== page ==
Marie made some calls to her sister and her father and we began to cobble it together. As it turned out, her grandfather Floyd was born in 1893 and came to Illinois from Hancock County, Kentucky, around 1920. Hancock County is about 250 miles west of Pikeville, a long way from feud country.
We knew Floyd’s father’s name was Valentine, but that wasn’t enough, and it kept leading us down a blind alley to the feudists. We needed something more and after a little digging around we found it, in the notes in her file. Floyd’s father went by the nickname of “Tine”, short for Valentine. As it turned out this was the key to the whole thing.
Branches on a Tree
Although it wasn’t in the genealogy book I bought in Pikeville, I googled the name Valentine “Tine” Hatfield and discovered, to my great surprise, a genealogical thread that identified him as being born in 1867 and coming from Hancock County, Kentucky. Although it didn’t list the names of his children, he was clearly the father of Floyd whose birth occurred in Hancock County in 1893 when Valentine “Tine” Hatfield was 26. The thread also provided the name of Valentine’s father. I clicked on the link.
Valentine was the son of Ephraim Hatfield who was born in Fentress County, Tennessee in 1826. There was a link to his father. I clicked on it. Ephraim was the son of James William Hatfield who was born in Tennessee in 1808. A link led me further back, to the name of his father.
John T. Hatfield was born in Russell County, Virginia in 1785 before the US constitution was ratified, and his father Joseph Hatfield was born in Augusta County, Virginia, on the eastern slope of the Appalachians in 1740, thirty-six years before the American Revolution!
Joseph Hatfield is especially interesting because he married twice. His second wife, Rachel Smith, produced the branch of the family from which my daughter is descended. His first wife, Elizabeth Vance, produced the branch from which the feuding Hatfields are descended.
So there it was. My daughter was not a direct descendant of the feuding Hatfields, but she was something more; she was a young woman with very deep roots in this country. That was exciting. I dug deeper.
Joseph was the son of Abraham Hatfield Jr. who was born in Essex County, New Jersey in 1695, and he was the son of Abraham Hatfield Sr. who was born in Elizabethtown, New Jersey in 1670, a mere 50 years after the pilgrims set foot on Plymouth Rock! Abraham Sr. was a shoemaker and ran a tannery with his brother. Industrious fellows for sure, and sons of a courageous father, Matthias.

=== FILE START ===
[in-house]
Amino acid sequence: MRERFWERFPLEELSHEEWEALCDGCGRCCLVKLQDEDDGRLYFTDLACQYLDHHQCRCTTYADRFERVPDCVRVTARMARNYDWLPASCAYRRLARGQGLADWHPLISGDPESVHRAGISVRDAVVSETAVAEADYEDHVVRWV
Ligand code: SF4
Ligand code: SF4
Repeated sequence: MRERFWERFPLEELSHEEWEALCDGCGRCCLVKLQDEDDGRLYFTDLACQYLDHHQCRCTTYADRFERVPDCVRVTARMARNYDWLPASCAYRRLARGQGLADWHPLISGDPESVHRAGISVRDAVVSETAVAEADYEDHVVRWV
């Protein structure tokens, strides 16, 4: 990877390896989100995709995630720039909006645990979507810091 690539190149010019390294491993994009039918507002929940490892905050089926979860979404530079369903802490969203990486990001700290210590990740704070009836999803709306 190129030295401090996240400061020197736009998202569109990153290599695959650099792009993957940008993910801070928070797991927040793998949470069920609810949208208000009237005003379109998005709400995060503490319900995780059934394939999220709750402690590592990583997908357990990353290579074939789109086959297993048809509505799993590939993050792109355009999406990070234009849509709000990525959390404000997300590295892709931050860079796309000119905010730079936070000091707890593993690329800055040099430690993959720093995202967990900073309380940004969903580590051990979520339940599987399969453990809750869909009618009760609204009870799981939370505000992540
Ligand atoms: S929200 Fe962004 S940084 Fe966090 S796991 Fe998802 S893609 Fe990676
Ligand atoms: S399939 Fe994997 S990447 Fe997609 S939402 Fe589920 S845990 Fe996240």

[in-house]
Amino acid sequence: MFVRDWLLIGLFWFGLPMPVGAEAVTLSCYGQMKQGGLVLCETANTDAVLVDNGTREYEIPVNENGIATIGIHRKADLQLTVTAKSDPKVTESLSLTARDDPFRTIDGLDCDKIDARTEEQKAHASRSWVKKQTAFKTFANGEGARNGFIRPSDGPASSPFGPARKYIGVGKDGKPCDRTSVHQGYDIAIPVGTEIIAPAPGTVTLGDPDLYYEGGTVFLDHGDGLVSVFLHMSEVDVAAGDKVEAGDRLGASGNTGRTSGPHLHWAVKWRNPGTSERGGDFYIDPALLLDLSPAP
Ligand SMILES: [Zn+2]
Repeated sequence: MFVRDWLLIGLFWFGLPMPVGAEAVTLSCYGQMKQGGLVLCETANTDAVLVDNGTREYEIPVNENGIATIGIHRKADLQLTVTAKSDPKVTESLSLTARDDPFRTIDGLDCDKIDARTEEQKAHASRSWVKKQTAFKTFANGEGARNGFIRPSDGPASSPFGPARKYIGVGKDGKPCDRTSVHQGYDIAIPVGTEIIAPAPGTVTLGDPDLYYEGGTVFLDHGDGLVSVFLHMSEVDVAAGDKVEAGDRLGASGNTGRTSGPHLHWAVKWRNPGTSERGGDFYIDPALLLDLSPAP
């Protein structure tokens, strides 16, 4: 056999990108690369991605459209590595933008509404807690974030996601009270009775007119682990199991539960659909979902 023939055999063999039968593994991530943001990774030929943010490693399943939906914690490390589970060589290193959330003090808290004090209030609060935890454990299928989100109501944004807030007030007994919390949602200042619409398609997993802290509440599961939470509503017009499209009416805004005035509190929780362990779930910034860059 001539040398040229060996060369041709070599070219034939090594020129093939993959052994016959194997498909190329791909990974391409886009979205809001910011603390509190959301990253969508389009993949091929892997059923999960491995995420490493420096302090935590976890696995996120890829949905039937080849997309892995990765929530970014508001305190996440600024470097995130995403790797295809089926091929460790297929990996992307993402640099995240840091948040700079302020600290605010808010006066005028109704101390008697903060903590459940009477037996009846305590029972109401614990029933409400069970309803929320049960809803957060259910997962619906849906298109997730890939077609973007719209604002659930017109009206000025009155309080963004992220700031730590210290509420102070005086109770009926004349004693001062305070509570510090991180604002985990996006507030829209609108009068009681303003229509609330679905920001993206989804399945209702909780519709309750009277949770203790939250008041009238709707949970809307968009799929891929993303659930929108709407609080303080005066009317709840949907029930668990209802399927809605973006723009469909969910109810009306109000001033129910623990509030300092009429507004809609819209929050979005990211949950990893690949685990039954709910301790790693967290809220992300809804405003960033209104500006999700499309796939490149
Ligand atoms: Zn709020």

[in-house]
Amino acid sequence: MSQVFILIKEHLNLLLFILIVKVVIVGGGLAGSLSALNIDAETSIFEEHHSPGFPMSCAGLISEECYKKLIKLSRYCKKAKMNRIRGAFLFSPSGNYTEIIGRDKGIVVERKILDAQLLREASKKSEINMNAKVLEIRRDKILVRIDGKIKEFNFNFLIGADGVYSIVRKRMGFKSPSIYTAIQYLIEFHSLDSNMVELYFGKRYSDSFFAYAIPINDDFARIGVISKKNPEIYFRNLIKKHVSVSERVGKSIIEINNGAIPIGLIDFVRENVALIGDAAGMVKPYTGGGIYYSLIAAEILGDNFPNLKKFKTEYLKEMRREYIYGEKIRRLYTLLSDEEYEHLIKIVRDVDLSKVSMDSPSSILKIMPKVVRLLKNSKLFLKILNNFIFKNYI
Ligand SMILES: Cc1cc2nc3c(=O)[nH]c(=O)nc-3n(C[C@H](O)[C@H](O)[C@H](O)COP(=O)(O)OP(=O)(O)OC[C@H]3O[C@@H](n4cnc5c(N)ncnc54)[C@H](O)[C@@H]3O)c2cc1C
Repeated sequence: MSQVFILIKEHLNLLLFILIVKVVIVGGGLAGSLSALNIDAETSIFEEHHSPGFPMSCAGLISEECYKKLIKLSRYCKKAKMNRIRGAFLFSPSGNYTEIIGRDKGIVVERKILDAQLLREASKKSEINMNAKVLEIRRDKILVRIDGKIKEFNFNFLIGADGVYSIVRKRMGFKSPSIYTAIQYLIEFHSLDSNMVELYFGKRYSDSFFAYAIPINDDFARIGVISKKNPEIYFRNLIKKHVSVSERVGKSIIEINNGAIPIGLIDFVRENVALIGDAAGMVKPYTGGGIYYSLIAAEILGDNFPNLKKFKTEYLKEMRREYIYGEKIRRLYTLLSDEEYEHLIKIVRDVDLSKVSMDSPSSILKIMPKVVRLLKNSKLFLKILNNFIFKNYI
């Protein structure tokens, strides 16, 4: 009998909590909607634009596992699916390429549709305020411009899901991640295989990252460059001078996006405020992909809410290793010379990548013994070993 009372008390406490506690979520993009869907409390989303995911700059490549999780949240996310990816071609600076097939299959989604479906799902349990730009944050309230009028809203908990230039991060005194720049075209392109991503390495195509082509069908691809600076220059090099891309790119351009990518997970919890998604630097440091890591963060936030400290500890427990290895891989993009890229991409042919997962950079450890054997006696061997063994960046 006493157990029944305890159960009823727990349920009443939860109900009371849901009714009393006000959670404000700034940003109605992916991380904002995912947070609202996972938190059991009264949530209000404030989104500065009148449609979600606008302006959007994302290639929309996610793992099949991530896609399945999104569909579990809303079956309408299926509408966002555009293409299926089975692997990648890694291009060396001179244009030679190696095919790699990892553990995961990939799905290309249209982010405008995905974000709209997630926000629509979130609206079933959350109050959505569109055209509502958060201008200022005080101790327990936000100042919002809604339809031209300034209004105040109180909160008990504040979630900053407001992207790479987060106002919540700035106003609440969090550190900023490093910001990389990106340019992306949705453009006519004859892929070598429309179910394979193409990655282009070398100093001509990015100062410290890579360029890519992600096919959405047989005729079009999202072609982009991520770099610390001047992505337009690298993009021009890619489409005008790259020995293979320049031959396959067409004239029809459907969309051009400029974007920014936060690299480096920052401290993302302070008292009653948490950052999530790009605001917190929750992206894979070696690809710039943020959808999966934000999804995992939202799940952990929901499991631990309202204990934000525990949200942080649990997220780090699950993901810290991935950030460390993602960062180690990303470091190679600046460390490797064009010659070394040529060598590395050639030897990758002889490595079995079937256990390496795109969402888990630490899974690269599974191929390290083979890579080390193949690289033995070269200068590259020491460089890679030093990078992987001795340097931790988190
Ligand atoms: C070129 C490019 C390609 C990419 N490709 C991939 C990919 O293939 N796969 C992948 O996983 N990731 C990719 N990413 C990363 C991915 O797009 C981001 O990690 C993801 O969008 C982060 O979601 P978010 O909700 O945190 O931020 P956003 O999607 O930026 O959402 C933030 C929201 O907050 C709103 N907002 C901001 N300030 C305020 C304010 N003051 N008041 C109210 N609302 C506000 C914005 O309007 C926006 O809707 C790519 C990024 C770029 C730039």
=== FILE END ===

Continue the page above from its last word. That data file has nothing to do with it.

Matthias Hatfield was the first Hatfield in twelve generations not born in America. He was born in Leyden, Holland in 1640. Records indicate that he married Maria Moylen in New Haven, Connecticut in the 1660’s. So he was the first Hatfield to come to the New World. He arrived just twenty-five years after the City of New Haven was founded by a party of Puritans moving down from Massachusetts Bay Colony. Those Puritans would’ve been on a first name basis with William Bradford and the original Mayflower settlers.
Presumably Matthias would’ve felt right at home among the Puritans because his father, Thomas Hatfield, was a religious dissenter who was born in Almondsbury, England in 1620 but left the country for Holland sometime in the late 1630’s, a pilgrim in his own right. Almondsbury, for the record, is 125 miles west of the town of Hatfield in England.
The Good Blood
Ha! So my daughter is not descended from hillbillies. Instead, she is descended from a long line of brave and industrious frontiersmen.
From the moment Thomas Hatfield set forth from England in the 1630’s this branch of the Hatfield’s have been on the move, going from Holland to Connecticut, from Connecticut to New Jersey, and from there on to Virginia, Tennessee, Kentucky and Illinois, where she was born in 1989. Today she lives in California. These Hatfields are voyagers, seekers and pioneers. They are the best of what it means to be an American.
So while it would’ve been thrilling to find a connection to the feuding Hatfields, what I found instead was even better, a brave, resilient people who never would’ve gotten bogged down in a feud over a stolen hog. Once things got ugly, they simply would’ve pulled up stakes and moved on. They are just the sort of people I admire, people true to their convictions, smart, resourceful, willing to take risks, and not likely to sit still for petty nonsense. I’m proud that their blood runs in my daughter’s veins. She has good blood.
Descendants of Thomas Hatfield. Jennifer-Norman.com. Acquired 23 Nov. 2013.
Hatfield, G. Elliott. The Hatfields. Paintsville, KY: East Kentucky Press. 1974. Updated and revised 2012.
Pike County Tourism, Convention and Visitor Bureau, The Great Vendetta. 2013.
Wikipedia contributors. “Hatfield and McCoy Feud.” Wikipedia, The Free Encyclopedia. Wikipedia, The Free Encyclopedia, last modified 26 Nov. 2013. Acquired 27 Nov. 2012.
Hatfield clan, Public Domain; Devil “Anse Hatfield, West Virginia and Regional History Collection WVU Libraries; Cambelle Logan, Malcolm Logan; Hatfield and McCoy Region map, Kmusser; Hog trial cabin, Malcolm Logan; Randolph McCoy, McCoy Family Genealogy; Genealogy book, Malcolm Logan; Johnse Hatfield, Kentucky Genealogy; Roseanne McCoy, Public domain; Roseanna McCoy grave, Malcolm Logan; Mist in the Mountains, Malcolm Logan; Site of the Paw Paw trees killings, Forest McDermott; Hatfield homestead, Malcolm Logan; Ellison Cottontop Mounts, Pike County Tourism, Convention and Visitors Bureau; Ellison Cottontop Mounts Hanging, Pike County Tourism, Convention and Visitors Bureau; Mounts hanging site, Malcolm Logan; Valentine “Wall” Hatfield, Public domain; Hatfield street in Matewan, Malcolm Logan; Hatfield family tree, Malcolm Logan; Migration route of the Hatfields, Malcolm Logan; Marie Hatfield Logan and Cambelle Logan, Marie Hatfield Logan